The IGS Workshop 2018 was held from 29 October to 2 November in Wuhan, China. One of the focus of the workshop was to align efforts towards incorporating multi-GNSS products in the standard line of IGS products. As a bonus, we might even see products enabling PPP with ambiguity resolution (PPP-AR) in a not-so-distant future!
At the ION GNSS+ 2018 conference, I presented a paper based on a joint effort between NRCan and Swift Navigation on network modelling considerations for wide-area ionospheric corrections. Both organizations had similar questions regarding this topic: what is the recommended station density to reach cm-level ionospheric corrections? And is it better to use a 3D model or a per-satellite model? This blog post summarizes our findings.
From 24-28 September was the ION GNSS+ meeting held in Miami, Florida. Evolutions in the conference name (now including the “+”) are well reflected in the content. Research on precise point positioning (PPP) is now driven by the automotive industry which calls for less stringent accuracy needs but higher integrity. This blog post summarizes what I consider to be the key points of the conference from a PPP perspective, with an emphasis on low-cost devices and integrity.
Precise point positioning (PPP) requires careful modeling of several error sources affecting GNSS observations. Additionally, consistency between the network and user software is essential to obtain the upmost accuracy. Unfortunately, an inconsistency affecting the CSRS-PPP software has been causing, for a few years now, a height bias of several millimeters.
The online PPP service offered by the Canadian Geodetic Survey of NRCan has been available since 2003. It processes, on average, about 1000 RINEX files daily, fulfilling the positioning needs of Canadians and the international community. The PPP landscape having evolved significantly in the last few years, the underlying PPP engine will be replaced by a new version on August 14th 2018.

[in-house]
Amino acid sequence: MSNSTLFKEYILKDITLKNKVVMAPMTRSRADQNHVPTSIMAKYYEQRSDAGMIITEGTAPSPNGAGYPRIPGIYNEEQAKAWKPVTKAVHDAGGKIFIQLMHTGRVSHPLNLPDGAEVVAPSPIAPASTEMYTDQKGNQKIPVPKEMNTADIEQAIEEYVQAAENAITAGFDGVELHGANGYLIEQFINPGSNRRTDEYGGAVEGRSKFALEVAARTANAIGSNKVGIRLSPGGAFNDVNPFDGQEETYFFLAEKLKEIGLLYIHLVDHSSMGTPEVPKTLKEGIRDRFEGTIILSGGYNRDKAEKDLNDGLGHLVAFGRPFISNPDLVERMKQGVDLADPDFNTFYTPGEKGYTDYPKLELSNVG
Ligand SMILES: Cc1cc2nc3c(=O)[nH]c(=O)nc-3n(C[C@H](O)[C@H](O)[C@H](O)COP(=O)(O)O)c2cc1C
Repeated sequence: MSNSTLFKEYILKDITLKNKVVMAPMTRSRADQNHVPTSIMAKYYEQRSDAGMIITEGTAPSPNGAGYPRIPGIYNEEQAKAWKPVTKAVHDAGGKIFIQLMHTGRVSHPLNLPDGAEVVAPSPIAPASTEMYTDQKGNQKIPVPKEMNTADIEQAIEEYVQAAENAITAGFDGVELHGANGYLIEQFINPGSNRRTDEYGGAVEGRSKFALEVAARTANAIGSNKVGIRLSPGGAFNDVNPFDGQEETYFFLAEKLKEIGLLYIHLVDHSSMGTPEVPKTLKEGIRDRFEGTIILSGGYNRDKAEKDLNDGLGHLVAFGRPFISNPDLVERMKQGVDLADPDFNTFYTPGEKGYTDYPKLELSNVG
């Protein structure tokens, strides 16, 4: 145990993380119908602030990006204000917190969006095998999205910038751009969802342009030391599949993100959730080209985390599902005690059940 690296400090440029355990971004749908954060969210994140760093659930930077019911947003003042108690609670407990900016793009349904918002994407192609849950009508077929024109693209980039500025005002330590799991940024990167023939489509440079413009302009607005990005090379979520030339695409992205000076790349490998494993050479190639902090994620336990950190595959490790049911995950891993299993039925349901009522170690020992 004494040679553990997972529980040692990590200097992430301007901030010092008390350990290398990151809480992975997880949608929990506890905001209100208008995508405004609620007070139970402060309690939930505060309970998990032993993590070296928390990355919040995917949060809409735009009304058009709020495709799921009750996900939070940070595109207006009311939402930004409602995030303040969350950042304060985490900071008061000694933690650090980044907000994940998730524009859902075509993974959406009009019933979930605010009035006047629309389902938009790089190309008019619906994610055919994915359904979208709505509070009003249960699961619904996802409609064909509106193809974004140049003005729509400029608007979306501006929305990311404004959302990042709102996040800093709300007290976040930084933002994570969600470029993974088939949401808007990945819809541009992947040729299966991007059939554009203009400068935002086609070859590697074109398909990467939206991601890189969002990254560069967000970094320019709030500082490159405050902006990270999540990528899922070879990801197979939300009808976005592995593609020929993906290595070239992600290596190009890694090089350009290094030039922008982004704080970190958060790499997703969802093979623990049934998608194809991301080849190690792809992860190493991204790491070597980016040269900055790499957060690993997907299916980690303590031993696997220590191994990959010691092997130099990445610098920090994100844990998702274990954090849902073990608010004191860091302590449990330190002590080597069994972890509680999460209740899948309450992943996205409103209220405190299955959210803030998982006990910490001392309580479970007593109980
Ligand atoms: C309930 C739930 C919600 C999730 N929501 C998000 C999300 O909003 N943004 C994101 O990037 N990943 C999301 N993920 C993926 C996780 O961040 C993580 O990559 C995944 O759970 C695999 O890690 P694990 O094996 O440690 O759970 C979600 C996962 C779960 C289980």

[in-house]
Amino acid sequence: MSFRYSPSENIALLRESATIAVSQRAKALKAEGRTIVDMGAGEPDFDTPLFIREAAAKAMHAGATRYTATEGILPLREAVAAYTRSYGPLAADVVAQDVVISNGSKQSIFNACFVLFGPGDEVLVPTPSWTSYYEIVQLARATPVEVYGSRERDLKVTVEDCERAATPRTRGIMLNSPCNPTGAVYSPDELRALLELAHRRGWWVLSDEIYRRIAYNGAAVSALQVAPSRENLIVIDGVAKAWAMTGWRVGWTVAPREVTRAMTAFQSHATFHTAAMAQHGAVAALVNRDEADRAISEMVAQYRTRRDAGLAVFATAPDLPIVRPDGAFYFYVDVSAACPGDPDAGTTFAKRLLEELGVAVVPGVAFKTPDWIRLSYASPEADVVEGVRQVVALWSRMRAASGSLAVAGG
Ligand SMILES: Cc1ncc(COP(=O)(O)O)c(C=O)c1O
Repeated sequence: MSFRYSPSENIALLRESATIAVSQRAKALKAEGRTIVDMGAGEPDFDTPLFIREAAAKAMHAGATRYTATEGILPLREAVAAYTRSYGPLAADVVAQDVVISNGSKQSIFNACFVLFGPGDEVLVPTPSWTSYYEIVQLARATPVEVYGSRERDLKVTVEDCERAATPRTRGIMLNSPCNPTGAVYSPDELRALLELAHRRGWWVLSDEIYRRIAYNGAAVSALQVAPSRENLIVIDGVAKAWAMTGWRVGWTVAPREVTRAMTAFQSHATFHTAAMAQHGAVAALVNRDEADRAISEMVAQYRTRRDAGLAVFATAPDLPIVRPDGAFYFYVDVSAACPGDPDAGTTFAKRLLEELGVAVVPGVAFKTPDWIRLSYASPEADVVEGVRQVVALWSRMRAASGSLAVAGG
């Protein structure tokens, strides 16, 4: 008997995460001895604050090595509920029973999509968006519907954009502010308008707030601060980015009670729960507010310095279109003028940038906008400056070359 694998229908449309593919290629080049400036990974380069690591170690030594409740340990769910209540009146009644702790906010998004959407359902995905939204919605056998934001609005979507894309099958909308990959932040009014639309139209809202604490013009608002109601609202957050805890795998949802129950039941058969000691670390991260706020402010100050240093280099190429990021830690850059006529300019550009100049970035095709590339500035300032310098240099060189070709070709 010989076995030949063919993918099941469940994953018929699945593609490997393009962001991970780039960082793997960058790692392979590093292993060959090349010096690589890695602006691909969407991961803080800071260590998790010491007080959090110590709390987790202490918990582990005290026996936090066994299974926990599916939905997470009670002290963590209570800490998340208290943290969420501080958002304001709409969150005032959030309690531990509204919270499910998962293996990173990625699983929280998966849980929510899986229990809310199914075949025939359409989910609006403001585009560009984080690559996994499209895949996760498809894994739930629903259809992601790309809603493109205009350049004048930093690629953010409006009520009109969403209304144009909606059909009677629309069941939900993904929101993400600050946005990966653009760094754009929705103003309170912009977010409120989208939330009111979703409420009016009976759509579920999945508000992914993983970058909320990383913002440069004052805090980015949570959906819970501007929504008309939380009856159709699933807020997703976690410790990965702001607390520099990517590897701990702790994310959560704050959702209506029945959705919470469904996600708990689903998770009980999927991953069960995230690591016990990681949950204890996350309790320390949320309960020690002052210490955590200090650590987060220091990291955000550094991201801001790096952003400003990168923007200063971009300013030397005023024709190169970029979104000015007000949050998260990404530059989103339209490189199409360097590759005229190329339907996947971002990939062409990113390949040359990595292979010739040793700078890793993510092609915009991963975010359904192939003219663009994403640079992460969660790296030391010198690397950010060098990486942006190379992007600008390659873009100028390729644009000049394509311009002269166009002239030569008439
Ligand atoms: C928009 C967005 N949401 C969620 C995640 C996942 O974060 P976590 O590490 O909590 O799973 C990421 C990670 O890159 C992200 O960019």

When I first got involved in GNSS, more than a decade ago, my objective was to reduce the convergence time of PPP solutions. In the past few years, I witnessed this methodology evolve and fast convergence became possible using ambiguity resolution and external atmospheric data. The upcoming years will be a game changer in this area: with GNSS modernization, instantaneous PPP convergence will be possible even without any reference stations nearby.
A few months ago, I embarked on a new journey hoping to make a contribution to autonomous driving. While it has been a very beneficial experience, the position was just not the right fit for me. Hence, I will be resuming my activities with NRCan next week as well as my semi-regular blogging. Meanwhile, here are 5 lessons learned from my journey that I hope everybody can benefit from.
A few months ago, I highlighted an erratum from the Springer Handbook of Global Navigation Satellite Systems. The chapter on Differential Positioning accused myself and my colleagues at NRCan of making false claims about the applicability of our new approach to GLONASS ambiguity resolution. Contacting the editors did not lead to any hope of having this issue promptly resolved, so we decided that a follow-up paper on this topic was in order to better clarify the intricacies of our approach.
Precise point positioning (PPP) has evolved significantly in the last decade. The long convergence times of PPP solutions were drastically reduced thanks to ambiguity resolution capabilities and precise STEC corrections. Low-cost GNSS positioning also matured significantly and high-precision positioning with a smartphone is now possible. These innovations are triggering a revolution in satellite-based positioning and I decided that the time has come to jump ship and leave my position at NRCan.
With my involvement in NRCan’s online PPP service, I get to see new trends in data submitted to our system. Until recently, dual-frequency GPS receivers could be categorized into two classes: the C1C/C2W and the C1W/C2W receivers. There is however another category of receivers that has attracted our attention lately: the ones tracking only the C1C/C2C signals.